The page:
What is the relationship between common-sense, or 'folk', psychology and contemporary scientific psychology? Are they in conflict with one another? Or do they perform quite different, though perhaps complementary, roles? George Botterill and Peter Carruthers discuss these questions, defending a robust form of realism about the commitments of folk psychology and about the prospects for integrating those commitments into natural science. Their focus throughout the book is on the ways in which cognitive science presents a challenge to our common-sense self-image - arguing that our native conception of the mind will be enriched, but not overturned, by science. The Philosophy of Psychology is designed as a textbook for upper-level undergraduate and beginning graduate students in philosophy and cognitive science, but as a text that not only surveys but advances the debates on the topics discussed, it will also be of interest to researchers working in these areas.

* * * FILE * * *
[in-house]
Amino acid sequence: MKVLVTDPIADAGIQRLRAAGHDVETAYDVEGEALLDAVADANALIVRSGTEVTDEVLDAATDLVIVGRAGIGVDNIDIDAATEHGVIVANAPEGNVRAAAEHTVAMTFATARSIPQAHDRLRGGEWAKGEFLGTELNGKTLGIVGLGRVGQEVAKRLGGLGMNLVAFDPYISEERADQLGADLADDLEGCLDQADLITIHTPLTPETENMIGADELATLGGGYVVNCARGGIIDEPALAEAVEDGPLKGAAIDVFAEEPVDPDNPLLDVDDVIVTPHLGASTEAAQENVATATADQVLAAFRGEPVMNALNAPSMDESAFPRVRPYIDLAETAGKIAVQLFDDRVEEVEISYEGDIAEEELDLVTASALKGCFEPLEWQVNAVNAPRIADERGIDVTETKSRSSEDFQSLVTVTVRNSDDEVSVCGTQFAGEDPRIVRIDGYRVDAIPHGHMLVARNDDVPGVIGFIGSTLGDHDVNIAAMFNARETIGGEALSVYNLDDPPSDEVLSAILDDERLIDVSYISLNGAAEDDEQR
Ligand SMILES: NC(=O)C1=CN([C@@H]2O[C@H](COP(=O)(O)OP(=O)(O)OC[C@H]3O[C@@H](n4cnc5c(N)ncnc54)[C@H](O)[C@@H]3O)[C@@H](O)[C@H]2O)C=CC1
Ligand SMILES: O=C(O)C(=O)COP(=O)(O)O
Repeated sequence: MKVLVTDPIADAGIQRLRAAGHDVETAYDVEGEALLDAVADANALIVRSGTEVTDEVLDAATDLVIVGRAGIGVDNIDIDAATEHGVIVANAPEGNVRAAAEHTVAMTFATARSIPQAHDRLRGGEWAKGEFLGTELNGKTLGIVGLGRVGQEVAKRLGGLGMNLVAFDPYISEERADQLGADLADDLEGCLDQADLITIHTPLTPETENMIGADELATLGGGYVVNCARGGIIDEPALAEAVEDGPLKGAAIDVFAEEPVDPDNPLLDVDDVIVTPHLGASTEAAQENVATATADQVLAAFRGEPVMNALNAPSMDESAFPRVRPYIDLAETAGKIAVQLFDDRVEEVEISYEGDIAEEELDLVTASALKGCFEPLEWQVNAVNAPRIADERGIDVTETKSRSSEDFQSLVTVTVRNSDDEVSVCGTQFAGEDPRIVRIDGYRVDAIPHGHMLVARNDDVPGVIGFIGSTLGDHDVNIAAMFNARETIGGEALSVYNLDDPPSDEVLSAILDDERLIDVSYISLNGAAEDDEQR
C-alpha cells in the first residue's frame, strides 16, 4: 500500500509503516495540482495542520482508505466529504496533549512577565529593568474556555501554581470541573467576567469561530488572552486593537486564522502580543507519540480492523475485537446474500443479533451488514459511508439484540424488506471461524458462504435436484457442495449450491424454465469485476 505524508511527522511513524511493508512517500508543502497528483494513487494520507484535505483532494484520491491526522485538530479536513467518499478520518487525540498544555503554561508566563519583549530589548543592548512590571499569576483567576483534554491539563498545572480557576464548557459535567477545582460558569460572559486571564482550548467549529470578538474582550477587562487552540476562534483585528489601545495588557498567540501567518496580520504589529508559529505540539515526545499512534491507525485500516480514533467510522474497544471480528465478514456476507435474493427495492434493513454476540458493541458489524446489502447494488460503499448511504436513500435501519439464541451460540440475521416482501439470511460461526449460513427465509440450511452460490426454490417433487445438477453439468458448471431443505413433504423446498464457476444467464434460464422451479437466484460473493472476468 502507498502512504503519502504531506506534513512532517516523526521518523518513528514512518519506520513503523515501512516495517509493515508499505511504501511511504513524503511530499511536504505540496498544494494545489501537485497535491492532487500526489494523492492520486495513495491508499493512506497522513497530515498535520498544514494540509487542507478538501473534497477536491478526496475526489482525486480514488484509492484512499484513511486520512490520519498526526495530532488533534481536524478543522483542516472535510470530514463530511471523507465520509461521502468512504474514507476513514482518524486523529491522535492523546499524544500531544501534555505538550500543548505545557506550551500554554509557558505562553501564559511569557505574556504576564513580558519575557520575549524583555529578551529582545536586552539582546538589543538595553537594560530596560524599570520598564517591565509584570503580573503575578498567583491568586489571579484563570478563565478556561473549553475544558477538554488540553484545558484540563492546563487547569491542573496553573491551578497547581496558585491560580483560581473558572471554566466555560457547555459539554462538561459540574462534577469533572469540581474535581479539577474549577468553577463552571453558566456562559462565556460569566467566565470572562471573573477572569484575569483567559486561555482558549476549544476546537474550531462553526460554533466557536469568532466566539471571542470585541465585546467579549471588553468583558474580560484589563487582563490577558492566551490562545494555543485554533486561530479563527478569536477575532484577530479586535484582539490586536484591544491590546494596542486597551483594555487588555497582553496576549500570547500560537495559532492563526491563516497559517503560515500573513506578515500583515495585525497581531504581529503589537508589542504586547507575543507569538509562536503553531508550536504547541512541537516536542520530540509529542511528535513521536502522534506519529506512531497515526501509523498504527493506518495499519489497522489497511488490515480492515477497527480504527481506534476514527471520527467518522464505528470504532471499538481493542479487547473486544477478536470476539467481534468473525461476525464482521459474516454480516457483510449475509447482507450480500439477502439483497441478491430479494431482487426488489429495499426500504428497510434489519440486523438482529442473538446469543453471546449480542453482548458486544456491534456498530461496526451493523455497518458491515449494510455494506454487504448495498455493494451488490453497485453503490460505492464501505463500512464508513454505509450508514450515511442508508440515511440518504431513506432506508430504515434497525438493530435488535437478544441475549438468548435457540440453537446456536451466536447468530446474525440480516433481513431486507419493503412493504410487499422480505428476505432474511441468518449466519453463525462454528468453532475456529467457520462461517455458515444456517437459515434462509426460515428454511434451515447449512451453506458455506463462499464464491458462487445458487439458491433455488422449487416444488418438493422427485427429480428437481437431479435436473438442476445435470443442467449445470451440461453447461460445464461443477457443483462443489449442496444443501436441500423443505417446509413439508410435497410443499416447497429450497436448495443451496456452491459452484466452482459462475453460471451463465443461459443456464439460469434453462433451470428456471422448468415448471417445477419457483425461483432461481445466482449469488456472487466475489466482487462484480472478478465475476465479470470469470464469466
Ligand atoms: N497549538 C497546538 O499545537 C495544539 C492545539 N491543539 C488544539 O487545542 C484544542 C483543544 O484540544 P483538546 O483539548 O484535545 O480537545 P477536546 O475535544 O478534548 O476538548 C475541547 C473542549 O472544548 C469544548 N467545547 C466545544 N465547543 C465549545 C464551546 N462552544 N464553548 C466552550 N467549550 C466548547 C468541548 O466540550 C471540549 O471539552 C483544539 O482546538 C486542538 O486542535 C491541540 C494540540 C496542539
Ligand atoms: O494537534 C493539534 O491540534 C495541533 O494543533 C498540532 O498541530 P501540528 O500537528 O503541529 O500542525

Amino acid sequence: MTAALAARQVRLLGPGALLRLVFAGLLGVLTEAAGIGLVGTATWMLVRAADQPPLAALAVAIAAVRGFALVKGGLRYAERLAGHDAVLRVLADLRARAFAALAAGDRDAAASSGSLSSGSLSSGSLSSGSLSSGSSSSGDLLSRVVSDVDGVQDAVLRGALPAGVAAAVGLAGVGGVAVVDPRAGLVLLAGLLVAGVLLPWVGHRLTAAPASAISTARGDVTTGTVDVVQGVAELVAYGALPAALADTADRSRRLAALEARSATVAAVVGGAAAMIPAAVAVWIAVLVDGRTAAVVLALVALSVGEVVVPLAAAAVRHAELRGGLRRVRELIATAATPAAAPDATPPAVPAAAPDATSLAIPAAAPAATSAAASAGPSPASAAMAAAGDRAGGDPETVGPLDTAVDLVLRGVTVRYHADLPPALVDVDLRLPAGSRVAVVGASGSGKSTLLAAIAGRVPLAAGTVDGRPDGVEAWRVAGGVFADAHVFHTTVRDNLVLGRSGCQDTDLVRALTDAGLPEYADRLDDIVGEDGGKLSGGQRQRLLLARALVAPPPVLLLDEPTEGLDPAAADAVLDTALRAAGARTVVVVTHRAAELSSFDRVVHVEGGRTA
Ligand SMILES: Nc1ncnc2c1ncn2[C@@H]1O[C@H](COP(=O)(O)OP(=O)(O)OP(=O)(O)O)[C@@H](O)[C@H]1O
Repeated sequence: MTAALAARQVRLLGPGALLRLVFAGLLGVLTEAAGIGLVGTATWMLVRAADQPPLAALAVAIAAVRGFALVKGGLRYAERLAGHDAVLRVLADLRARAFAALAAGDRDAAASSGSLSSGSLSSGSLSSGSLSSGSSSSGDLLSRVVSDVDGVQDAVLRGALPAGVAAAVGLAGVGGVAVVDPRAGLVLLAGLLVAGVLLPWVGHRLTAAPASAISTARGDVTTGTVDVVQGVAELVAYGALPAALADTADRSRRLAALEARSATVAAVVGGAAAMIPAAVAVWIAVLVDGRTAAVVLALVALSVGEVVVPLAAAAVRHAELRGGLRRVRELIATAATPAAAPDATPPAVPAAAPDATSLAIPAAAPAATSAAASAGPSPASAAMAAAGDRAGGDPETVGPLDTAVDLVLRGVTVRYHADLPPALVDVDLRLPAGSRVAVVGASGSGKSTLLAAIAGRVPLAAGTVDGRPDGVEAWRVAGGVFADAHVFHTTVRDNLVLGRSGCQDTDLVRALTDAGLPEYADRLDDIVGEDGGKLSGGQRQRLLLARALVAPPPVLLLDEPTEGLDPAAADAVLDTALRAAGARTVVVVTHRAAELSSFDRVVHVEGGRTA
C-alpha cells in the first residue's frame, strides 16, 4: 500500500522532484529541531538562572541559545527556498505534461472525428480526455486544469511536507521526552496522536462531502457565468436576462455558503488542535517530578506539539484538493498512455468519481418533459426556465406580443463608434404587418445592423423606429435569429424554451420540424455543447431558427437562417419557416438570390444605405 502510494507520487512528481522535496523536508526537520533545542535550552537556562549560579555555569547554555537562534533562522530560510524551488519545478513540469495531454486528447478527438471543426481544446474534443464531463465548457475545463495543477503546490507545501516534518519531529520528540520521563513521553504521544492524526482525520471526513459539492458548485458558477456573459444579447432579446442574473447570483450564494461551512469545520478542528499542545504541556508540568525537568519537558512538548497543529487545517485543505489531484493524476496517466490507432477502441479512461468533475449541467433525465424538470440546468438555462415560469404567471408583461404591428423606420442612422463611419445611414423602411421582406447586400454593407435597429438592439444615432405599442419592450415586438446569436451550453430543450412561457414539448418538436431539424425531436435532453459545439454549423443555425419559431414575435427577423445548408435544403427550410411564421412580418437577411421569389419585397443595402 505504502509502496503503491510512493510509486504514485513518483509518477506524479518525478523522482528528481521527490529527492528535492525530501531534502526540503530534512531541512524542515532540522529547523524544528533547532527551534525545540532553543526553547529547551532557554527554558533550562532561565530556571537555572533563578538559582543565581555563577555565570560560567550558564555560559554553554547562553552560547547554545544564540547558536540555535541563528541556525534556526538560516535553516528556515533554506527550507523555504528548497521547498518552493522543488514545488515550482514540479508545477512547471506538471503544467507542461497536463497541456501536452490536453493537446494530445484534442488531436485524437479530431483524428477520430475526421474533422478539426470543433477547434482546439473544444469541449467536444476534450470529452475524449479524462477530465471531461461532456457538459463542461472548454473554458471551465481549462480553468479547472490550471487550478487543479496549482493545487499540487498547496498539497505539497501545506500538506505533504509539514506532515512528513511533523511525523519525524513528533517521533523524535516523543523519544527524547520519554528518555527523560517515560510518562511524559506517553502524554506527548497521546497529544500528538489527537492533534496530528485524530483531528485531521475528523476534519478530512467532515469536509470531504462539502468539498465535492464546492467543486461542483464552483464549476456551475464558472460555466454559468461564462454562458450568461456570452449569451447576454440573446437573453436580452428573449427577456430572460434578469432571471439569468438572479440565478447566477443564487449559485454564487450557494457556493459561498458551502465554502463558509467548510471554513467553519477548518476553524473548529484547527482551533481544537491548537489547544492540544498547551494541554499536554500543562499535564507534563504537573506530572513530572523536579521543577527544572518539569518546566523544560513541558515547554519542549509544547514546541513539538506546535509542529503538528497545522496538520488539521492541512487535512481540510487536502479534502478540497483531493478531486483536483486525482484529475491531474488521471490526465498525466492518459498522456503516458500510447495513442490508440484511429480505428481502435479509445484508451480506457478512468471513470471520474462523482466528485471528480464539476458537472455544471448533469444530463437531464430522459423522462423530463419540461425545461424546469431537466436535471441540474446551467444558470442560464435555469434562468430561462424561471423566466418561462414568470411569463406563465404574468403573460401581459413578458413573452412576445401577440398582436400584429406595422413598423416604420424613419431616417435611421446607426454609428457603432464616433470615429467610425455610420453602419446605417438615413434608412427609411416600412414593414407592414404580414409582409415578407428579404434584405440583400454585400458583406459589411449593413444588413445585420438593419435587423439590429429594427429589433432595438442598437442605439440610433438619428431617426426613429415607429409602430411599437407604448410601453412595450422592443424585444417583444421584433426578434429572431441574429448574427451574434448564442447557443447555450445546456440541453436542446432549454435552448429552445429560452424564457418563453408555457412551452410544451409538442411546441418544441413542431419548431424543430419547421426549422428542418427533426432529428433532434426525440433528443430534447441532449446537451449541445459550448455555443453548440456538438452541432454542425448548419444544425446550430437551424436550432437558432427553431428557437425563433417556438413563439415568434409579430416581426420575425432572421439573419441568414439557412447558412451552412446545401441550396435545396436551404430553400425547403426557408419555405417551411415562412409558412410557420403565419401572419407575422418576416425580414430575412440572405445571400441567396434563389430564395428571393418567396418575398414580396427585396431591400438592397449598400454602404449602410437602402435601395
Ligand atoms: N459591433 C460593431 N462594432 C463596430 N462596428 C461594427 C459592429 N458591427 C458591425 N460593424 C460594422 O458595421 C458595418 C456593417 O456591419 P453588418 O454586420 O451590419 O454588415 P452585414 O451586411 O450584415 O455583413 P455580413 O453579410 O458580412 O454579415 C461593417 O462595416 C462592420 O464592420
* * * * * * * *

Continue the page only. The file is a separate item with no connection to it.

• Accessibly written for students • Offers alternative contributions to the debate which will interest researchers/scholars • Combines sustained philosophical argument with recent psychological evidence
Preface; Acknowledgements; 1. Introduction: some background; 2. Folk-psychological commitments; 3. Modularity and nativism; 4. Mind-reading; 5. Reasoning and irrationality; 6. Content for psychology; 7. Content naturalised; 8. Forms of representation; 9. Consciousness: the final frontier?; References; Index of names; Index of subjects.